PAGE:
So on Monday I opened iTunes on my laptop to be greeted with the words Tomorrow is just another day. That you’ll never forget. Check back here tomorrow for an exciting announcement from iTunes.
And it is Apple right? So if they’re getting us all jazzed up for an announcement it’s got to be good. Speculation was rife, both online and in my apartment, about what the announcement could be – would it be an iTunes cloud? apps for Apple TV? social media plugins? Oh my god they’re going to link up with Facebook seeing as Ping isn’t going well! etc. etc.
So the moment comes and … erm … the Beatles are on iTunes? … that’s it? … is that really THAT exciting? … do we care? and not even that … this has been going on for YEARS and mainstream media had already reported the agreement had been reached in advance of yesterday’s announcement, so it wasn’t even new information.
I for one was certainly not expecting the “BIG” announcement to be about the Beatles music.
And I wasn’t the only one; there was a lot of activitity on Twitter to the same affect, with tweets such as Oh My God! Music that has been available for 40 years is… available!!!! from @DannyZuker and I can now buy music from the Beatles!? If this was the fifties I’d be excited. from @colmr.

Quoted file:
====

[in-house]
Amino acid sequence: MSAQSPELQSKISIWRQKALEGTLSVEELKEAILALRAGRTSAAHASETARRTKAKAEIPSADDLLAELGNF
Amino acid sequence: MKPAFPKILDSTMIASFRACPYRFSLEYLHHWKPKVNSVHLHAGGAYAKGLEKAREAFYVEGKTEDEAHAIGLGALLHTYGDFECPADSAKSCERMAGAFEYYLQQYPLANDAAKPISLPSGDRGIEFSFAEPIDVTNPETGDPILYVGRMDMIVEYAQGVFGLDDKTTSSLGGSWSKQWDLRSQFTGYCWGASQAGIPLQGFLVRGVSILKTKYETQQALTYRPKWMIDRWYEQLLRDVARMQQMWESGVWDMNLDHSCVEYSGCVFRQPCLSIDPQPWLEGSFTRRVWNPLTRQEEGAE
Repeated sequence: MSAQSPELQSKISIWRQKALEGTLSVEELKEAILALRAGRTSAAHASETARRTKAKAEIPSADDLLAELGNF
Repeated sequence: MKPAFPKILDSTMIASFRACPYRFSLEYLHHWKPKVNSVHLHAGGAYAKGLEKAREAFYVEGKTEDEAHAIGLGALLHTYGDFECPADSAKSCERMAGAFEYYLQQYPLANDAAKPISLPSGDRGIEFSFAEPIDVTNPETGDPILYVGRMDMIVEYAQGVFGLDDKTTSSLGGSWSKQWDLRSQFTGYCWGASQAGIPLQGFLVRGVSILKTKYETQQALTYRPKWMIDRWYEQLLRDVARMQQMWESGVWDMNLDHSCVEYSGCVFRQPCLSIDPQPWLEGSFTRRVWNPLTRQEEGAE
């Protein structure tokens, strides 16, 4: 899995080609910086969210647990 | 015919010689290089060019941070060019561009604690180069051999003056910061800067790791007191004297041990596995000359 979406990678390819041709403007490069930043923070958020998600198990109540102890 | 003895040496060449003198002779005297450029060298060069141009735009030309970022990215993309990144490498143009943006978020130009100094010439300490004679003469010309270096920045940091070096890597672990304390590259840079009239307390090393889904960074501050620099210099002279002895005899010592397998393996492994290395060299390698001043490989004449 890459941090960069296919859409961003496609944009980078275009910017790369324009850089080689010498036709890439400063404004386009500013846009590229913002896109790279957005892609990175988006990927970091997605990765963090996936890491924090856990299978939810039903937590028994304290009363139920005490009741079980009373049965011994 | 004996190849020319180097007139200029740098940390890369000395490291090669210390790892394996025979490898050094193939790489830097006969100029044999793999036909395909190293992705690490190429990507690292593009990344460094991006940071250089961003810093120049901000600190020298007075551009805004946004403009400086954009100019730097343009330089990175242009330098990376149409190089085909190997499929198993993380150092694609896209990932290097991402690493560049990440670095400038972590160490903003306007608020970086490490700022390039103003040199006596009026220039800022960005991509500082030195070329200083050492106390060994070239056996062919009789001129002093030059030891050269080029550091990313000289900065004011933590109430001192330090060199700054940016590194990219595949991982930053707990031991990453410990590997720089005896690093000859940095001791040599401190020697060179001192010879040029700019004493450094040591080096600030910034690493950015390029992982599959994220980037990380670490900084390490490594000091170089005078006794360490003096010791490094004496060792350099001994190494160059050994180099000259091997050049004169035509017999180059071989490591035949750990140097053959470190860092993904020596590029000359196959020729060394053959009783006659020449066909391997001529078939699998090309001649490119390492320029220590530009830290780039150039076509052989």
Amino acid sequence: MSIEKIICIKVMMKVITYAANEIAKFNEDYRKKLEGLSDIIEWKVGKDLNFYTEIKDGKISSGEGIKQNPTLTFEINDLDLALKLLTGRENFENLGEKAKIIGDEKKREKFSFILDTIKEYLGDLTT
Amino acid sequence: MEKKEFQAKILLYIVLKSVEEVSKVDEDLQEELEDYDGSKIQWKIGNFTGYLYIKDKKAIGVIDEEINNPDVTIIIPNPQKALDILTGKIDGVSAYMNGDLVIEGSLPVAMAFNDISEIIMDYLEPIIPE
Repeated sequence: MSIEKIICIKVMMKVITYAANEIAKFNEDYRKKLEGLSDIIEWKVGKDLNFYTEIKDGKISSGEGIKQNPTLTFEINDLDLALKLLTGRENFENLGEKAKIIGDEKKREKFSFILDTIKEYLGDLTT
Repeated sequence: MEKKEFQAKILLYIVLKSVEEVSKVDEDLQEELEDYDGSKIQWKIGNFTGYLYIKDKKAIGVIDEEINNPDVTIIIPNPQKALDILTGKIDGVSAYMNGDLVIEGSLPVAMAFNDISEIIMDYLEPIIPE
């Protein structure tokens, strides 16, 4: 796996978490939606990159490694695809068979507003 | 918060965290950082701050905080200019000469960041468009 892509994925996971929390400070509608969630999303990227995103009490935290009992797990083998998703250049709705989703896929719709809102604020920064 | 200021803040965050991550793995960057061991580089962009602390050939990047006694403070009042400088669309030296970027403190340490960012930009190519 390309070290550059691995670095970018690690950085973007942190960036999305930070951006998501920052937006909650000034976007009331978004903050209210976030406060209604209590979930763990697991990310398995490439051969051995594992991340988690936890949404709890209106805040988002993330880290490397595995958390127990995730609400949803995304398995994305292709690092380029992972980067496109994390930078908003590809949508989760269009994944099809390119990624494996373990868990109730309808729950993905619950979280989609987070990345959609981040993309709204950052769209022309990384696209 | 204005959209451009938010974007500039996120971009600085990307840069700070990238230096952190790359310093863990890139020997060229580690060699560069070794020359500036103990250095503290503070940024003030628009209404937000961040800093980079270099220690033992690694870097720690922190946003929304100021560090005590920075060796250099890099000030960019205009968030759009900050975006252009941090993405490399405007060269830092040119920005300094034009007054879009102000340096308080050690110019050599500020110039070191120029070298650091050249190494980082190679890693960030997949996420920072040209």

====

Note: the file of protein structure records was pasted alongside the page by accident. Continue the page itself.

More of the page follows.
It was not a day we are never going to forget.
And, the larger issue is, not only did people feel massively let down by the so-called “big” announcement, but as a result Apple has now lost some of it’s credibility. People expect Apple to make a big deal about an announcement when there should be a big deal made about an announcement, and only then.
Maybe it was a big deal for Apple given how long it’s taken, but as customers we just weren’t that excited, and now, next time Apple has a big announcement I don’t think people are going to get as excited.
Apple didn’t deliver for people and that is going to hurt them for the next time.
Take home message?
If you have a following and those people expect certain things of you – don’t take advantage of that and make sure you deliver!